Ways To Reduce Prison Rates (Also A Mental Health Concern)


Source: pxhere.com


Every day, around 1 out of 115 or 2.2 million people in the United States go to prison. Unfortunately, the records have doubled over the past two and a half decades already. Crime rates are still steadily increasing while almost half of the released prisoners go back to the cell within three years’ time. So there’s no wonder that the American prison as of today is comparable to a crowded poultry farm.

The rapid spike of prisoners has not increased the state of public safety in America at all. These data is according to the records of federal statistics. It means that the US government is throwing billions of dollars funding a system that has failed over and over again. That’s because America’s justice system is broken and its racism is evident. Let’s say for example the African-American community has almost 37 percent of the total incarcerated prisoners. Majority of them are behind bars even though they only comprise a small percentage to the entire population of the nation


Source: defense.gov


The Justice System

The state policymakers should pass bills that target the cause of high crime and prison rates to repair the broken justice system. However, the system lacks evaluation so if ever there’s a chance, the revision should include factors like the total length of time served in prison and the number of people admitted or readmitted into incarceration facilities. Since the justice system is complex, several ways in the process of reconstructing the necessary policies need research and attention.


  • The Use of Prison Alternatives – What’s making the prison crowded is the number of people incarcerated due to substance abuse, non-violent related crimes, and mental health disorders. These typical issues should be separated or diverted away from the criminal justice system. Policymakers should reevaluate the total number of years of the sentence given to each one of these crimes. They should expand the use of an alternative to prison in their state.


  • Choosing Health Treatment Rather Than Incarceration – As much as possible, crimes related to mental illness and substance abuse should be diverted into health treatment and psychiatric facilities instead of sending the individual to an incarceration facility. There are lots of prison alternatives like community correction facilities, drug and mental institutions, and even community services. Using these areas as a diversion to prison will drastically lower the total population in jail all over the country.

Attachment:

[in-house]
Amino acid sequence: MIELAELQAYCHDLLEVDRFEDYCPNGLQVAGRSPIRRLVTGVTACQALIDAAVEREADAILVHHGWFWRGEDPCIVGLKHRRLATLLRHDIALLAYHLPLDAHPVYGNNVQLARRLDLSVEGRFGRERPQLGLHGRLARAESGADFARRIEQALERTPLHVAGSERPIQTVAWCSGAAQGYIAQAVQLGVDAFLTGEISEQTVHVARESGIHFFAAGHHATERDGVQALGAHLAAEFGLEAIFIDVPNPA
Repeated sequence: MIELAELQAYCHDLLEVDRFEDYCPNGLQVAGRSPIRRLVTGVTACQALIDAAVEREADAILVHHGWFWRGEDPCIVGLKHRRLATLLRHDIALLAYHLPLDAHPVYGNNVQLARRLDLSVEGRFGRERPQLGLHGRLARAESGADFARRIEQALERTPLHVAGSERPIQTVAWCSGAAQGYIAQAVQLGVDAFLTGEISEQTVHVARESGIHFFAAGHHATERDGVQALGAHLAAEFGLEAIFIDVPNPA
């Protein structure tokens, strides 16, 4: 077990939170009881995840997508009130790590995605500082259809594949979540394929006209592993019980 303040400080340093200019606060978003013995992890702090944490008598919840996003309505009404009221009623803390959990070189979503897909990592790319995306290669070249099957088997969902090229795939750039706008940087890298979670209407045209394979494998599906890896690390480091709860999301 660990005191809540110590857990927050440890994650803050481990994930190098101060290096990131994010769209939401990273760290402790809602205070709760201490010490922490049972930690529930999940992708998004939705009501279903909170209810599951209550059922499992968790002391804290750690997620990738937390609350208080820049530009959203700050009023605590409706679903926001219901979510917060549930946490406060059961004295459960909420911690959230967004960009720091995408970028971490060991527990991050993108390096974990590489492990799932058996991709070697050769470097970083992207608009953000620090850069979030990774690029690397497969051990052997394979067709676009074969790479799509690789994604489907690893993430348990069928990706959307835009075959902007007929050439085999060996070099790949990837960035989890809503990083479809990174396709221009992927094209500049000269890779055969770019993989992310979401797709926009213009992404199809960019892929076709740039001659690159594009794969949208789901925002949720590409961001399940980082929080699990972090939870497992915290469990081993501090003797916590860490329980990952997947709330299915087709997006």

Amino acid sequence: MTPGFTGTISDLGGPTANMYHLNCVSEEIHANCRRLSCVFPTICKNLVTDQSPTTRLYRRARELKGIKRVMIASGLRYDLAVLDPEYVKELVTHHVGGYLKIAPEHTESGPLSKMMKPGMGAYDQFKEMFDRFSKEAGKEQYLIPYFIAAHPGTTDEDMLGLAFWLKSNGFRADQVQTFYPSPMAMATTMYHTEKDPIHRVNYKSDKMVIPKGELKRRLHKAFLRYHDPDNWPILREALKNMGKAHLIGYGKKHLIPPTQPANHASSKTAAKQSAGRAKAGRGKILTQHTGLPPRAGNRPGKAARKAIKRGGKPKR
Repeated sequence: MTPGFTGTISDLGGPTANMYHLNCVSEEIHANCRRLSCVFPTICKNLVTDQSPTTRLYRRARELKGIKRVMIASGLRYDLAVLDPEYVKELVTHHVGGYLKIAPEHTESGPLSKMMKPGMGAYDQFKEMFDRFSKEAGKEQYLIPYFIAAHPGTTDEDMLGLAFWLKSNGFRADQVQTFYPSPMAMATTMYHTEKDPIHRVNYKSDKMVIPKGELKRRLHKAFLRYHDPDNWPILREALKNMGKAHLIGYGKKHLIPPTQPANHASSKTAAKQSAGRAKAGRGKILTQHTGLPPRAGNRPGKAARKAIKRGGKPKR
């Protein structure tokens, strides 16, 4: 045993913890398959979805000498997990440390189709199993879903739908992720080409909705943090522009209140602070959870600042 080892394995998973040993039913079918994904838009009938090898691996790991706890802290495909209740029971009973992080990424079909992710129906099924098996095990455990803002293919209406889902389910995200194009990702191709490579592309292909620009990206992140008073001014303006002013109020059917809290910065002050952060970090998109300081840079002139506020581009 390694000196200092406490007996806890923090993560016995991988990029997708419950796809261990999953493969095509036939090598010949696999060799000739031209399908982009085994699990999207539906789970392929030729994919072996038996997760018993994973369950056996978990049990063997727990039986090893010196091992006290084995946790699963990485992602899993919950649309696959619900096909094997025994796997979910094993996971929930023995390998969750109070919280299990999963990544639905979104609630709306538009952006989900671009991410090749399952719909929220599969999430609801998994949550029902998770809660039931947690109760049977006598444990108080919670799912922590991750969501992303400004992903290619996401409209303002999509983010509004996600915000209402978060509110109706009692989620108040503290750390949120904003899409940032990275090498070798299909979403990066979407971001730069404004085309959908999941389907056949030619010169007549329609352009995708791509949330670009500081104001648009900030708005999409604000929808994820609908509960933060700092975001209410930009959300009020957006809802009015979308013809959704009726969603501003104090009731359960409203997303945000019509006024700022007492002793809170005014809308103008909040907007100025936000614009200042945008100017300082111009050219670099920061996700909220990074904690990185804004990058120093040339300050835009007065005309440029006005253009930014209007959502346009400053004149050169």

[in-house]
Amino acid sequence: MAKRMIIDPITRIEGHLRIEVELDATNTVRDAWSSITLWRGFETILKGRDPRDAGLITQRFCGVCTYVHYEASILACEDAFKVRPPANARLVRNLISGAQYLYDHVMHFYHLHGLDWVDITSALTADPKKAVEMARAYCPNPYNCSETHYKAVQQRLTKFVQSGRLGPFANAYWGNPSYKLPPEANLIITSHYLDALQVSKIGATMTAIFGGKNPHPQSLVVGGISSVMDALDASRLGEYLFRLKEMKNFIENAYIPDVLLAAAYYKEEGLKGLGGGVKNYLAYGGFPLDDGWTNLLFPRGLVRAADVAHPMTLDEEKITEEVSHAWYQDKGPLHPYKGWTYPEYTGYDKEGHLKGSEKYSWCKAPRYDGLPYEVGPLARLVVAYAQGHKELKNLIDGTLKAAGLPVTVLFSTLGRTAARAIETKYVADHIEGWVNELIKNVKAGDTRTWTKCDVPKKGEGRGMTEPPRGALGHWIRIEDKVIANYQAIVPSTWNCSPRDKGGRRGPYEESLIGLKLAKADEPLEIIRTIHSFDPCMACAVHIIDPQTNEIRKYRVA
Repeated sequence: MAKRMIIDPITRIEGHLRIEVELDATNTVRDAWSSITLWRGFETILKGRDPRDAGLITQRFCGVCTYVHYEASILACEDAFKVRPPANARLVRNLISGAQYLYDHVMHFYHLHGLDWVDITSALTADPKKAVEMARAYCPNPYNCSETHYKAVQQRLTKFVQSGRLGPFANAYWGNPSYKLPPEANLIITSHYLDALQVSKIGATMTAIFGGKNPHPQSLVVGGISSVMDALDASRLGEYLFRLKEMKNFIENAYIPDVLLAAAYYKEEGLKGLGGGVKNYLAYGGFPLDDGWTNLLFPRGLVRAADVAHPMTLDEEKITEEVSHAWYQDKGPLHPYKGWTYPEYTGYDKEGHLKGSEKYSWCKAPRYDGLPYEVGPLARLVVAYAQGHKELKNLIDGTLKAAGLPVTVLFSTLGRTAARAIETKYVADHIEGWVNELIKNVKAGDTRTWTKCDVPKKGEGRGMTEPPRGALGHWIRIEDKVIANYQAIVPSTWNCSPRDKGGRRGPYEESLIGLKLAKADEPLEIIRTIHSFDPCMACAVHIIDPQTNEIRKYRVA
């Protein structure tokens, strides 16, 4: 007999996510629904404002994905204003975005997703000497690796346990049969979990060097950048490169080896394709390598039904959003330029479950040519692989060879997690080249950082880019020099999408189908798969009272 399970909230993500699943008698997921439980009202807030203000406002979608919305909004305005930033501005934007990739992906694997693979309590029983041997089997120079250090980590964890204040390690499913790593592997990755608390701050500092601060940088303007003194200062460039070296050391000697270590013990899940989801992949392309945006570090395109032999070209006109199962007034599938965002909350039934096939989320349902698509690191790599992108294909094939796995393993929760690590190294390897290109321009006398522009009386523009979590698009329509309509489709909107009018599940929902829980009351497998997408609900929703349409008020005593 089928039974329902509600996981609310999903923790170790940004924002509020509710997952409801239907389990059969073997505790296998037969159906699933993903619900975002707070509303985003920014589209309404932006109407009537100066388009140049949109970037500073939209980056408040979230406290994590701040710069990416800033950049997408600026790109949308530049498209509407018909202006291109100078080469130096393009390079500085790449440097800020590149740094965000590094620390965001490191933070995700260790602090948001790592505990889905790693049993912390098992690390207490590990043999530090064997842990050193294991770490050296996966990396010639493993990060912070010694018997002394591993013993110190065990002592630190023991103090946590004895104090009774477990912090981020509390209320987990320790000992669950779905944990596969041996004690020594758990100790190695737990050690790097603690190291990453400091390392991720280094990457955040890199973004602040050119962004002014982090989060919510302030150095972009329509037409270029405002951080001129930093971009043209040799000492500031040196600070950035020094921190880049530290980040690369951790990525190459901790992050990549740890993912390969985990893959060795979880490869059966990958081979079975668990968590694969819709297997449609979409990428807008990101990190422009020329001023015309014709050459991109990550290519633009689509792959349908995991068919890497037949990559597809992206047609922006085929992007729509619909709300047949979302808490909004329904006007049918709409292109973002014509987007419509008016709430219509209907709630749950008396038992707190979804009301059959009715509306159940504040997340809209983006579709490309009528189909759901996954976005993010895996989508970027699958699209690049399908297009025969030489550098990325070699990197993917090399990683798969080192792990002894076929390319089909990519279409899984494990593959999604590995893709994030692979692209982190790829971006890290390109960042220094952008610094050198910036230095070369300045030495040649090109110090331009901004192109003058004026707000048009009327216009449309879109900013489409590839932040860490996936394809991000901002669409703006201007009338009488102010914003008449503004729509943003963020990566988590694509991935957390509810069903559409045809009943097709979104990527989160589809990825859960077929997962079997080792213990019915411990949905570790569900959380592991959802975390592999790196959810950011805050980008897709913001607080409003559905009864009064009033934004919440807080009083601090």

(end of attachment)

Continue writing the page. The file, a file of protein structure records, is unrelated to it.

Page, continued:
Source: defense.gov


  • Petty Crimes Should Be Reevaluated And Decriminalized – Low-level felonies should be reclassified to be able to get proper sentencing. Crimes which are not as heavy as the likes of murder should only get sentenced for short jail time. Increasing the use of incarceration facilities for crimes like possession of illegal drugs should become a priority instead. That’s for the contribution to the inflation of the prison population.


  • Restrictions In Prison For Technical Violations – About 50 percent of the released prisoners, reenter the prison again after three years. These cases are mostly from technical reasons like missing meetings with the probation officer, for failing the drug test, or leaving the state. The state should implement graduated sanctions for grave violations and heavily restrict the prison for technical parole violators.


  • Reduce The Length Of Prison Sentence – Some crimes go with the absurd amount of sentencing that somehow impacts the nation and public safety. Lawmakers should reform the sentencing policies and create much more effective guidelines instead of keeping prisoners on bars for a very long time. With this, the government’s justice system will not only lessen the funding on incarceration facilities, but it may also somehow save billions of taxpayers’ money as well. The state should allow its inmates to reduce their sentence through good behavior provided with exact requirements.


There are a lot of more effective policies that can be applied by the state to the criminal justice system. However, it is essential to understand the importance of proper implementation so the new management can work.